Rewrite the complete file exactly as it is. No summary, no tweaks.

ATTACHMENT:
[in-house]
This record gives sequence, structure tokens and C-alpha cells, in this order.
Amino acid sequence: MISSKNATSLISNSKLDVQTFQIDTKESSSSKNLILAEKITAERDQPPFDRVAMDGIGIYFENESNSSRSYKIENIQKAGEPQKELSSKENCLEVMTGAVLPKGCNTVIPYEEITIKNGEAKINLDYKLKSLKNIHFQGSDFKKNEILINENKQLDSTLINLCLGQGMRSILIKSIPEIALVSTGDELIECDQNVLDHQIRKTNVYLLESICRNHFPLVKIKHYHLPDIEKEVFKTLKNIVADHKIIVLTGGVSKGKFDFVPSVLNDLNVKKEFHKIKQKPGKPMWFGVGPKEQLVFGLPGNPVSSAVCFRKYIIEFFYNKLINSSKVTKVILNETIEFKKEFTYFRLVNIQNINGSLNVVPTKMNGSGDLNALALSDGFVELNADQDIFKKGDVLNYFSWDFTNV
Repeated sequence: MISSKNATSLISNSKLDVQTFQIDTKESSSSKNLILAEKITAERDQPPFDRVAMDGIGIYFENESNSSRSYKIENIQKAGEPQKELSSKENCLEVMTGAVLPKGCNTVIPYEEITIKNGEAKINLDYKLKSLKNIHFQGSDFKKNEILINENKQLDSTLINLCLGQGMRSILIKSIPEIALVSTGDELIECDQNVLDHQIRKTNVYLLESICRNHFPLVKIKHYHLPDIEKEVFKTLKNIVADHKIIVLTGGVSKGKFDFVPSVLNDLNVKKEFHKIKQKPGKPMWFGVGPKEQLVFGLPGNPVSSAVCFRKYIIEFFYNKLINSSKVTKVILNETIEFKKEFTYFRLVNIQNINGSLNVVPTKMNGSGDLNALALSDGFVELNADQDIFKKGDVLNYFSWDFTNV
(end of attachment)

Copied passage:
[in-house]
This record gives sequence, structure tokens and C-alpha cells, in this order.
Amino acid sequence: MISSKNATSLISNSKLDVQTFQIDTKESSSSKNLILAEKITAERDQPPFDRVAMDGIGIYFENESNSSRSYKIENIQKAGEPQKELSSKENCLEVMTGAVLPKGCNTVIPYEEITIKNGEAKINLDYKLKSLKNIHFQGSDFKKNEILINENKQLDSTLINLCLGQGMRSILIKSIPEIALVSTGDELIECDQNVLDHQIRKTNVYLLESICRNHFPLVKIKHYHLPDIEKEVFKTLKNIVADHKIIVLTGGVSKGKFDFVPSVLNDLNVKKEFHKIKQKPGKPMWFGVGPKEQLVFGLPGNPVSSAVCFRKYIIEFFYNKLINSSKVTKVILNETIEFKKEFTYFRLVNIQNINGSLNVVPTKMNGSGDLNALALSDGFVELNADQDIFKKGDVLNYFSWDFTNV
Repeated sequence: MISSKNATSLISNSKLDVQTFQIDTKESSSSKNLILAEKITAERDQPPFDRVAMDGIGIYFENESNSSRSYKIENIQKAGEPQKELSSKENCLEVMTGAVLPKGCNTVIPYEEITIKNGEAKINLDYKLKSLKNIHFQGSDFKKNEILINENKQLDSTLINLCLGQGMRSILIKSIPEIALVSTGDELIECDQNVLDHQIRKTNVYLLESICRNHFPLVKIKHYHLPDIEKEVFKTLKNIVADHKIIVLTGGVSKGKFDFVPSVLNDLNVKKEFHKIKQKPGKPMWFGVGPKEQLVFGLPGNPVSSAVCFRKYIIEFFYNKLINSSKVTKVILNETIEFKKEFTYFRLVNIQNINGSLNVVPTKMNGSGDLNALALSDGFVELNADQDIFKKGDVLNYFSWDFTNV